They were reformed in Feb 1858 but lost their precedence and were then ranked after 17th Lancers. Hence 16th/5th when they amalgamated in April 1922. wink.gif

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    • 2 weeks later...
    Guest Atilla Jones

    And what about the 'unofficial' nicknames, e.g. RASC - Run Away Someones Coming, REME - Rough Engineering Made Easy, etc. Know anymore ? :food-smiley-004:

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    Guest John Sukey

    Royal Indian Army Service Corps R.I.A.S.C
    Really I am so common

    Norfolk Regiment
    The Holy Boys ( Not because of their piety, but because once, when they were about to leave for duty overseas, each soldier was given a bible, every one of which was sold for beer.)

    Highland Light Infantry
    Glesca Keelies (which is a term for someone who regards a brawl in a public house a social evening)

    65th foot(Ist York and Lancaster
    The "Hickety Pips" (which was the way the maori's pronounced their name)

    the 58th Foot
    The steelbacks (because they could take a flogging without crying)

    Last of all, the LDV, Local Defence Volunteers, before it became the Home Guard
    Look, Duck, and Vanish! biggrin.gif

    Edited by John Sukey
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    • 5 months later...
    Guest Colin

    POntius Pilates Bodyguard refers to the Royal Scots(The Royal Regiment) who are the 1st Foot and therefore the senior line regiment.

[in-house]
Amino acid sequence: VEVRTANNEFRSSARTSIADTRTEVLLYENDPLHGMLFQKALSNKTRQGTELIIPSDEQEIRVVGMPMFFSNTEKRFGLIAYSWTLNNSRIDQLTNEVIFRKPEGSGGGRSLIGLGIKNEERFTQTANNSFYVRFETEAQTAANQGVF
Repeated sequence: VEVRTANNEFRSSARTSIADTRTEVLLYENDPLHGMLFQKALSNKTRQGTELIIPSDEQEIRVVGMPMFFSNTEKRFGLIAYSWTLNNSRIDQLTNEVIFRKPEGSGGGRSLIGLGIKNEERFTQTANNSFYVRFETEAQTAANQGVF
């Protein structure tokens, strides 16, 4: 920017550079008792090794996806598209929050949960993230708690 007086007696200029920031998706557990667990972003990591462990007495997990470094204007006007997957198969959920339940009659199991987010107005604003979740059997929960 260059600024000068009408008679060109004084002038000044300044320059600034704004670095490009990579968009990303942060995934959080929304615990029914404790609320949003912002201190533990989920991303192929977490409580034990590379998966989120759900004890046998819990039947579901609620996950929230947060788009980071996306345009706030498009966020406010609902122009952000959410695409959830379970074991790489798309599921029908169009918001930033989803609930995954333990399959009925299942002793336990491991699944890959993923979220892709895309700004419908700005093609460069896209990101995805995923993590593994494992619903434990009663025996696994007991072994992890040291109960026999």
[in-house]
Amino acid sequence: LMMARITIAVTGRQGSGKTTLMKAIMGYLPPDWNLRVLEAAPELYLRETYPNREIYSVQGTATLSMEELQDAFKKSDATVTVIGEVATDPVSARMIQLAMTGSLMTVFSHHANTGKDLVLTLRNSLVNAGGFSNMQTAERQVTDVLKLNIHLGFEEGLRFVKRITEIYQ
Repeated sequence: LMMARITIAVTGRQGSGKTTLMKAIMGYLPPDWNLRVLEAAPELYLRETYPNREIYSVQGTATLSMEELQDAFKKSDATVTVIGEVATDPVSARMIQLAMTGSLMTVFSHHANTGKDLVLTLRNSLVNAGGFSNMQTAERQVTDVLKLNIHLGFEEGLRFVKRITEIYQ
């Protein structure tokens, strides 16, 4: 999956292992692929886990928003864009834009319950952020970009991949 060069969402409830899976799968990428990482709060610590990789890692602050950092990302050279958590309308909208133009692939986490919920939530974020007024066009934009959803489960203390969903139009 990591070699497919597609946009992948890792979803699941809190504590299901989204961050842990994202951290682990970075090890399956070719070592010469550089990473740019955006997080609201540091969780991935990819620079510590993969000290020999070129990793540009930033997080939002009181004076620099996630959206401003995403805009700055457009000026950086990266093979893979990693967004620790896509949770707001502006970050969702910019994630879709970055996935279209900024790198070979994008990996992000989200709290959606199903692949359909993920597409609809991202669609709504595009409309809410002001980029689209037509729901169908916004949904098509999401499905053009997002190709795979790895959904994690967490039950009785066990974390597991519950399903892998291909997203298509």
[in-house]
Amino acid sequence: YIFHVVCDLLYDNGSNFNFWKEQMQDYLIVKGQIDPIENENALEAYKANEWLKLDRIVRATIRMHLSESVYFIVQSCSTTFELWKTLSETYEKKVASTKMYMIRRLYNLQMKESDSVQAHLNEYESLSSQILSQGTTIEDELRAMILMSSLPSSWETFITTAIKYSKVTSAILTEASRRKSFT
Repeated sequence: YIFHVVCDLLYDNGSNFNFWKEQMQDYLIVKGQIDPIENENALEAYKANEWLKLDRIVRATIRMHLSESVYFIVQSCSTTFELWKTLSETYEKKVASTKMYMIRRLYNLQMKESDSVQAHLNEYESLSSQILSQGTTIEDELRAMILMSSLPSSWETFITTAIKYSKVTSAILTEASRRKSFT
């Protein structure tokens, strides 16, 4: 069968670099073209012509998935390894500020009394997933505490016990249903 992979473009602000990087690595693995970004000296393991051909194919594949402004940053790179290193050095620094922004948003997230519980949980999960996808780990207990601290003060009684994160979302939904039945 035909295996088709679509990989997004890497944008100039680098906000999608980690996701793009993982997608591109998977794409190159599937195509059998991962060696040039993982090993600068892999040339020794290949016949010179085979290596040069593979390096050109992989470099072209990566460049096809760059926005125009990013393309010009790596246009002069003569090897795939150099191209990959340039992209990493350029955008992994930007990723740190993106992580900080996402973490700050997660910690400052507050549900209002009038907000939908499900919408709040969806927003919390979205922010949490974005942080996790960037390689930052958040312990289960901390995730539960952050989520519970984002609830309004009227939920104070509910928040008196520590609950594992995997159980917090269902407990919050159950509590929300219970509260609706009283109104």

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    Guest Colin

    Further to my last, I believe I read somewhere that No. 1 Squadron RAF is(or was) known as Pontius Pilate's Bodyguard, or similar, but I can't remember where or when I saw it.

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    • 4 weeks later...

    Here's afew canadian ones:

    PPCLI (Princess Patricias Canadian Light Infantry)

    Please Protect Canada's Little Idoits

    Piss Poor Canadians Lacking Intelligence

    RCR (Royal Canadian Regiment)

    Run Chicken Run

    They also go by "Chicken F*ckers". And according to the story, an officer came into the mess for supper, after meal hours and asked for the roast chicken that had been served at supper. There was none left, however he badgered and pulled rank on the staff. So eventually the cook roasted him a chicken with a special sauce in the cavity of the chicken. Hence the handle!

    This was my regiment when I was in the regular force, although I have no affinity for having sexual relations with chickens biggrin.gif. They also have the distinction of being the oldest serving line regiment in Canada

    Edited by Laurence Strong
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    Re: The Canadian Airborne Regiment. You are correct, they have been disbanded.

    All I can say it was a sad day for the Canadian Military, and another example of what happens when the ******* politically correct get involved.